North Korea

North Korea “Immediate” Danger to U.S., Military Preparing for Action

It seems as thought the days of Kim Jong Un’s reckless provocation of the United States are soon to be a thing of the past.

The despotic dictator has openly vowed on several occasions to wipe the entire U.S. off of the map with a barrage of thermonuclear weapons that the regime may or may not be close to possessing, and his recent battery of missile tests have acted as a clear indication that those threats are not empty.  As a burden not only for the region, but for the stability of the globe as a whole, North Korea’s military meddling is only a piece of the rogue nation’s history of international immorality.  The recent return and subsequent death of American prisoner Otto Warmbier has once again fueled human rights advocates to implore the U.S. and her allies to fully investigate the claims of North Korean defectors that Holocaust-style concentration camps are being employed within the regime.

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Now, as tensions rise on the Korean Peninsula, and Kim Jong Un’s unkempt aggression continues to mount, high ranking U.S. military officials are openly working on a plan to confront the reclusive nation with force, purporting that Kim Jong Un is an “immediate” threat.

“The Trump administration is considering a wider range of strategies on how to deal with North Korea, including the military option, Trump’s national security adviser said Wednesday.

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“’The threat is much more immediate now and so it’s clear that we can’t repeat the same approach – failed approach of the past,’ H.R. McMaster, the adviser, said during a security conference with Homeland Security Chief John Kelly.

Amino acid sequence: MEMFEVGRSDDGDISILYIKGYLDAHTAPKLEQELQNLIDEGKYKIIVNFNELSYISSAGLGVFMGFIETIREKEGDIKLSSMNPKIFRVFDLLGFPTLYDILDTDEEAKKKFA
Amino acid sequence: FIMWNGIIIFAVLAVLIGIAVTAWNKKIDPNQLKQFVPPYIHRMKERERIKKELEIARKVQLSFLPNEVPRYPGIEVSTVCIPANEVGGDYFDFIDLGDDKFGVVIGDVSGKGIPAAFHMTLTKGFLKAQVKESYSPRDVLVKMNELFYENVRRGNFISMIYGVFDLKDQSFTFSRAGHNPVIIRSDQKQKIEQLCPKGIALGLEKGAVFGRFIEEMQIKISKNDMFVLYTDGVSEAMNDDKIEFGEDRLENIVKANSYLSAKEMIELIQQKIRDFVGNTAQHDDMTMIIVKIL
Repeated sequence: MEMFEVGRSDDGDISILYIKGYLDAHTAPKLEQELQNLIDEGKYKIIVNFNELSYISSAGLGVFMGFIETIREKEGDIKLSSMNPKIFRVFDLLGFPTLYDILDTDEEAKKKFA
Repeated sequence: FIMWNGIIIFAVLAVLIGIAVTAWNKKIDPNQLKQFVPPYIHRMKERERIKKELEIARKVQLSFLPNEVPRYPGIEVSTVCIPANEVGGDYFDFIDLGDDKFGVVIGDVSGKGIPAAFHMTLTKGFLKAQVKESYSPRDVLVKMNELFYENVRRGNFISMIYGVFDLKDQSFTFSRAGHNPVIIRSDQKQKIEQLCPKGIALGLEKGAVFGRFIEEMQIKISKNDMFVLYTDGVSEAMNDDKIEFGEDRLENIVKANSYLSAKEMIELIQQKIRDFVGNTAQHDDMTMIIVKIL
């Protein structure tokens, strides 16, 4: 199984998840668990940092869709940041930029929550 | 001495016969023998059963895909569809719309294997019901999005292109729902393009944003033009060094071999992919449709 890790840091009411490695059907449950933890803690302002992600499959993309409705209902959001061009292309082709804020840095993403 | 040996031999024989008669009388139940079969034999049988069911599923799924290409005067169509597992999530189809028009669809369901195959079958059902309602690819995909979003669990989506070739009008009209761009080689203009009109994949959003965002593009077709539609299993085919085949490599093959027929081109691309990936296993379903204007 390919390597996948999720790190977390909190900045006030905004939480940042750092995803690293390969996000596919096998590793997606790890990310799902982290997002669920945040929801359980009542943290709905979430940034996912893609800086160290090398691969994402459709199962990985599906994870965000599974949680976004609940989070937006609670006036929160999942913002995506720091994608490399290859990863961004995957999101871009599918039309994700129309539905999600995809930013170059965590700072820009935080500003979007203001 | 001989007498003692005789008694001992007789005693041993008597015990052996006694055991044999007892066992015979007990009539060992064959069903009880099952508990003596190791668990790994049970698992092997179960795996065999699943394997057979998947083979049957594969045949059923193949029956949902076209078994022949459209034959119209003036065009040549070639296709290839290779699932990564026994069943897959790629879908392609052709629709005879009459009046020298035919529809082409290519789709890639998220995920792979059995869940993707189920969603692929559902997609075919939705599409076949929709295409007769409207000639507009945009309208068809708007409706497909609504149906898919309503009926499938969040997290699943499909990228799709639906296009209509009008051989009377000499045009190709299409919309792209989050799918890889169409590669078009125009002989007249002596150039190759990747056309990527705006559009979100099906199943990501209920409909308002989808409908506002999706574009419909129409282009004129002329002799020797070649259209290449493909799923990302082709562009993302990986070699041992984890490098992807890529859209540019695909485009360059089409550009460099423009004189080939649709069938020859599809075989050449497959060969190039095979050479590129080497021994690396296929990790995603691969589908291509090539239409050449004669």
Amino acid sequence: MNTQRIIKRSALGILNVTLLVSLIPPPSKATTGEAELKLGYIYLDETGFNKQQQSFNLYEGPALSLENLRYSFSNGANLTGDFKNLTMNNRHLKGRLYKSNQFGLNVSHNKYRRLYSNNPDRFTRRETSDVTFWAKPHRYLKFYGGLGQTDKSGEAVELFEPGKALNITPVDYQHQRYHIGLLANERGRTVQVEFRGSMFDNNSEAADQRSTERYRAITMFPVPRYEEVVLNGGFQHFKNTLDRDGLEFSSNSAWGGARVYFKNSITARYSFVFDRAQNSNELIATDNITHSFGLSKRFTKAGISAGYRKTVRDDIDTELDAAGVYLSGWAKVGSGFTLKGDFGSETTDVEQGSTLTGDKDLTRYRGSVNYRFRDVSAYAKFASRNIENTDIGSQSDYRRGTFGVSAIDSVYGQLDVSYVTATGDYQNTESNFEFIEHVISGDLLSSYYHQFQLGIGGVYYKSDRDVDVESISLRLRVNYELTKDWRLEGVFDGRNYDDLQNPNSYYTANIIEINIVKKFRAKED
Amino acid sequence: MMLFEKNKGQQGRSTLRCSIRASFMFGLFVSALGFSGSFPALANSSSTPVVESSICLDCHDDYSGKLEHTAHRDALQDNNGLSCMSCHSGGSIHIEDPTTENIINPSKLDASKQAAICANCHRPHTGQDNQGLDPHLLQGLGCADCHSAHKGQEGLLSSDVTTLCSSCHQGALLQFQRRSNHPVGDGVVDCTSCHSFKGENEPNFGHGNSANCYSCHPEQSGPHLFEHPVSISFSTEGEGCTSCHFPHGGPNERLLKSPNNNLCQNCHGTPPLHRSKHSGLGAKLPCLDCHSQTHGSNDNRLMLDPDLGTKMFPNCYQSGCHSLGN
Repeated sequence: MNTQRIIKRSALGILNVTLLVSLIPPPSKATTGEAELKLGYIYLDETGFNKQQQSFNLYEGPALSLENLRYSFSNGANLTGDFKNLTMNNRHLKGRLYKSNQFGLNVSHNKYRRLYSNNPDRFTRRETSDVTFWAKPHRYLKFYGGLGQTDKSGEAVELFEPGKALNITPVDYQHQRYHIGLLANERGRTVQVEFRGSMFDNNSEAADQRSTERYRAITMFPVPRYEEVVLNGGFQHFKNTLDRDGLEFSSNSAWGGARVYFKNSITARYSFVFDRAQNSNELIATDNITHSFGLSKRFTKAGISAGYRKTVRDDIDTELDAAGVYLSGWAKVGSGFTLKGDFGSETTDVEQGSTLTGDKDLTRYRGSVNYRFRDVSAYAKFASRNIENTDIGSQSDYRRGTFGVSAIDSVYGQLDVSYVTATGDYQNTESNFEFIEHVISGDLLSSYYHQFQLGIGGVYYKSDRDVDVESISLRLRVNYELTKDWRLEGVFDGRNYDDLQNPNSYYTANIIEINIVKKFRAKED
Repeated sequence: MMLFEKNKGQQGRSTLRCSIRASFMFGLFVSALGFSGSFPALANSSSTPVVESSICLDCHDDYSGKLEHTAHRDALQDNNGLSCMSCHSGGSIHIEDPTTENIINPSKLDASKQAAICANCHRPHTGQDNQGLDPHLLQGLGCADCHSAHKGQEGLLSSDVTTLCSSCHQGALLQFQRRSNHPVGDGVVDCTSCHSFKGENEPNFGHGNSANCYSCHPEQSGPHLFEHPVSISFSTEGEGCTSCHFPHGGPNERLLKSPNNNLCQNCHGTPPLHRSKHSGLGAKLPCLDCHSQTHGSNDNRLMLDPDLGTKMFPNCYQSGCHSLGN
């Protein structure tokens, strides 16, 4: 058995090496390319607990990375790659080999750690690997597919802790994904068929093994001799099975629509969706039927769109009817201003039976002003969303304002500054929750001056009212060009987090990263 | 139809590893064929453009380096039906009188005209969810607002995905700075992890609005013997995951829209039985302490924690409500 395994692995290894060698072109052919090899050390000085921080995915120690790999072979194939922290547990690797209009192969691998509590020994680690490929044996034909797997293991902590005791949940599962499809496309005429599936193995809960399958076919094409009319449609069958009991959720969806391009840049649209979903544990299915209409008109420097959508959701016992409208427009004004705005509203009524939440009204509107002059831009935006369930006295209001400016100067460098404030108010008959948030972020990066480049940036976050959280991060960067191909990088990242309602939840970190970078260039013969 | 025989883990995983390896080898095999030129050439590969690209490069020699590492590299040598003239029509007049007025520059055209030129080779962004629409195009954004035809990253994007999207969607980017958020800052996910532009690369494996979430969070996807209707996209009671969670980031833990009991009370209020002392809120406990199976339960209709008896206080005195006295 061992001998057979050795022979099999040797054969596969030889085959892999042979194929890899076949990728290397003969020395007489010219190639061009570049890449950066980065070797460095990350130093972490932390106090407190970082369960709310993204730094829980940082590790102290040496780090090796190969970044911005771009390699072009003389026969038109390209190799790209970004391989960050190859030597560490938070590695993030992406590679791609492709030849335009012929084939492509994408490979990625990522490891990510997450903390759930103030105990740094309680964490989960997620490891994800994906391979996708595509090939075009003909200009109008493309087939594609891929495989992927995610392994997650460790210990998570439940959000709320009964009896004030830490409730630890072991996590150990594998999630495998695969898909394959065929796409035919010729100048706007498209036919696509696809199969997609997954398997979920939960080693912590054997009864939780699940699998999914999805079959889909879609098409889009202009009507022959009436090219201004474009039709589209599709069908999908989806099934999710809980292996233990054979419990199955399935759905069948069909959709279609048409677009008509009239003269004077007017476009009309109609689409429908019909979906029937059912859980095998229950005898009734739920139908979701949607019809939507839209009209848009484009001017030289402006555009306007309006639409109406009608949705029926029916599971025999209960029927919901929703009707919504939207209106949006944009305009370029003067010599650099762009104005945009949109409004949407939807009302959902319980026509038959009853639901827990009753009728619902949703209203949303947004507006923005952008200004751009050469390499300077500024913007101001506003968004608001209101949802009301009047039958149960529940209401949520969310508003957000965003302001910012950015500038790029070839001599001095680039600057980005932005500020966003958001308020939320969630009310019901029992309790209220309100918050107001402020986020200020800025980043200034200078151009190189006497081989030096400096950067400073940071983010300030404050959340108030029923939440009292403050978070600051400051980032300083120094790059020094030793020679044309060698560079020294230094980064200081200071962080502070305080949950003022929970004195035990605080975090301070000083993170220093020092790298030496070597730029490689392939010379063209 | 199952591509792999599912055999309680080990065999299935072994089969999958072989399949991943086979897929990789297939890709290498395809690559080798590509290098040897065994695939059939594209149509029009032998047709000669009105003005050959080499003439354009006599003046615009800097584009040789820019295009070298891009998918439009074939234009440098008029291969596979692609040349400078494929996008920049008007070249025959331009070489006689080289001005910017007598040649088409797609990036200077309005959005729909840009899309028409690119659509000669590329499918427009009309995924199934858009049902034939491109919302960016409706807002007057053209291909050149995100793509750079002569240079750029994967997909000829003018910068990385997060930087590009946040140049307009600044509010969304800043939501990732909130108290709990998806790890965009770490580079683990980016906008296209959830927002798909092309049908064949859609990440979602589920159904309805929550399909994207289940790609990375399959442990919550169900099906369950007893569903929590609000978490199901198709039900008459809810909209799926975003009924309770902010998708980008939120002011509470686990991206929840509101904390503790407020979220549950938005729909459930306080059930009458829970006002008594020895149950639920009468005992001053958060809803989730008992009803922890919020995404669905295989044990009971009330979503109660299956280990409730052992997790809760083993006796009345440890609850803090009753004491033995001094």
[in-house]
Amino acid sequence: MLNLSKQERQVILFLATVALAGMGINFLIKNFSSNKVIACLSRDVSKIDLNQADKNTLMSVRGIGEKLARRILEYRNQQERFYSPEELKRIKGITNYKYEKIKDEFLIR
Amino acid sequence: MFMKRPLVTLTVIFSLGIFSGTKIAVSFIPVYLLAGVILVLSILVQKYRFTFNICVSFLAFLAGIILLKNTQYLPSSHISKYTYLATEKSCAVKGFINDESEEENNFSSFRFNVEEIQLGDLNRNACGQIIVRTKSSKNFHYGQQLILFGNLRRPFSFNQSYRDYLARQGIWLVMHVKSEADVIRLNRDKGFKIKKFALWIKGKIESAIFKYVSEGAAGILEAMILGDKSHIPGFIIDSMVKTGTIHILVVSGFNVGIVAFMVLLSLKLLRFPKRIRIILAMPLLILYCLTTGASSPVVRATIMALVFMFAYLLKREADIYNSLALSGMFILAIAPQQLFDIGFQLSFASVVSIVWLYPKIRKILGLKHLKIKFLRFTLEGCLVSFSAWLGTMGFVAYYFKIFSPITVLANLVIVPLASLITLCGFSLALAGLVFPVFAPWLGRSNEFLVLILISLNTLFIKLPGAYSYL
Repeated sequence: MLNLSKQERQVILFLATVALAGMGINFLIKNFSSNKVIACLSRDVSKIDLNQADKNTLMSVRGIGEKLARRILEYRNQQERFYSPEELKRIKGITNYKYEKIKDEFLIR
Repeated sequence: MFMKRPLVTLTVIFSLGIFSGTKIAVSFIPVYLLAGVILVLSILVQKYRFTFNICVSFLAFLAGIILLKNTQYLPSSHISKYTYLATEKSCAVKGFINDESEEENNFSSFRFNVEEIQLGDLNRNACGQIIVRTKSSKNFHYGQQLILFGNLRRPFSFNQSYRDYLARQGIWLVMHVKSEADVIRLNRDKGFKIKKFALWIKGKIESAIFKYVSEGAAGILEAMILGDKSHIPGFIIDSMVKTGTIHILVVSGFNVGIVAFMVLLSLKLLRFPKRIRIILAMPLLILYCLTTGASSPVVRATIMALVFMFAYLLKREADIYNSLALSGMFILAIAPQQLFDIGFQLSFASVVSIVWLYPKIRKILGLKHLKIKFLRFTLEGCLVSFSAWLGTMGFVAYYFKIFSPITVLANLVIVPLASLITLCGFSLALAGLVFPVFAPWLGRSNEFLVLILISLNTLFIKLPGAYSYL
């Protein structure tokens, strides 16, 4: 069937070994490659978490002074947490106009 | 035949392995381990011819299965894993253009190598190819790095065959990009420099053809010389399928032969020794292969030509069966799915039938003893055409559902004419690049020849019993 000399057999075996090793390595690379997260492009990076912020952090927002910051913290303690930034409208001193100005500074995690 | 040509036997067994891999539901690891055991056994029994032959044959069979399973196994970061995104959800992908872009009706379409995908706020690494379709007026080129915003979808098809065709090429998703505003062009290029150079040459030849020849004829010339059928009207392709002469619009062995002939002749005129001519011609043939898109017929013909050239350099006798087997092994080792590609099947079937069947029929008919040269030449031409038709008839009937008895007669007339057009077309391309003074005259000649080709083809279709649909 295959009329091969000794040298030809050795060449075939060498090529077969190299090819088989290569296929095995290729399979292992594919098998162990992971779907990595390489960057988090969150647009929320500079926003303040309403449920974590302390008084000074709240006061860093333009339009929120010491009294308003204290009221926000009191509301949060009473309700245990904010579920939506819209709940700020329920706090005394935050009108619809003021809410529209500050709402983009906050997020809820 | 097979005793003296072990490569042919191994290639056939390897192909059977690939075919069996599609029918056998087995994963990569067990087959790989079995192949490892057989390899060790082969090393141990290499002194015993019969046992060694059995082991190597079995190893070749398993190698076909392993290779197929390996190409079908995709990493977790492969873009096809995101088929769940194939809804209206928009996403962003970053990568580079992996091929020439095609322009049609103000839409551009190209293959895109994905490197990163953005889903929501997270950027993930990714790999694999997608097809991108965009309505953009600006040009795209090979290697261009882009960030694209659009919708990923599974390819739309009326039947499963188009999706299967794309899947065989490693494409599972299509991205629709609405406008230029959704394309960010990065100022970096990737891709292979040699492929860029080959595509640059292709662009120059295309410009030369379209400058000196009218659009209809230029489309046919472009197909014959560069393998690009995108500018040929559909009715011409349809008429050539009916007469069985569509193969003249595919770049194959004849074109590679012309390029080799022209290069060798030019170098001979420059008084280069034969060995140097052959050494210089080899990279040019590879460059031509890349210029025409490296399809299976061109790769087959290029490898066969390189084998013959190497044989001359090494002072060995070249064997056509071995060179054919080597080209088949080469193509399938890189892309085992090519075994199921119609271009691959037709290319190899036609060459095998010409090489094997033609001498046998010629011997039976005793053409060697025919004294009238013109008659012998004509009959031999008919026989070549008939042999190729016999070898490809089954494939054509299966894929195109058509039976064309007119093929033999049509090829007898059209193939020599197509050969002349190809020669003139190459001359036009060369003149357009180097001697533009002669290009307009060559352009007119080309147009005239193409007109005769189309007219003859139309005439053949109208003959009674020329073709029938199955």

“He said it would be insanity to continue to do the same thing the U.S. has done for years and expect a different result.

“McMaster’s comments come a day before Trump is scheduled to meet with South Korean President Moon Jae-in. South Korea’s new leader vowed to stand firmly with Trump against North Korea, downplaying his past advocacy for a softer approach toward the isolated regime.

“‘Together we will achieve the dismantlement of North Korea’s nuclear program, peace on the Korean Peninsula and eventually peace in Northeast Asia,’ Moon said.”

The United States has relied heavily in China to curb the ridiculous behavior of Kim Jong Un in recent months, but to little effect.

While China has suspended it’s purchasing of coal from the DPRK, a commodity that represents 40% of the tiny nation’s GDP, Kim Jong Un has continued to act recklessly.  Now, after further sanctions banning the sale of Chinese fuel to the North Koreans has failed to bring a diplomatic solution to the table, President Trump has stated that he appreciates China’s efforts, but that further action on the part of the United States is in order.

For far too long, North Korea has been a stain on the otherwise peaceful Asian continent.  Their severe human rights abuses and extreme isolationism have tortured the sovereign people of the nation for far too long, imposing upon them famine, disease, unfathomable poverty, and a debilitatingly narrow understanding of the world around them.  Now, with the U.S. preparing to depose the dainty dictator who keeps the North Korean people under his thumb, perhaps justice will finally be served.

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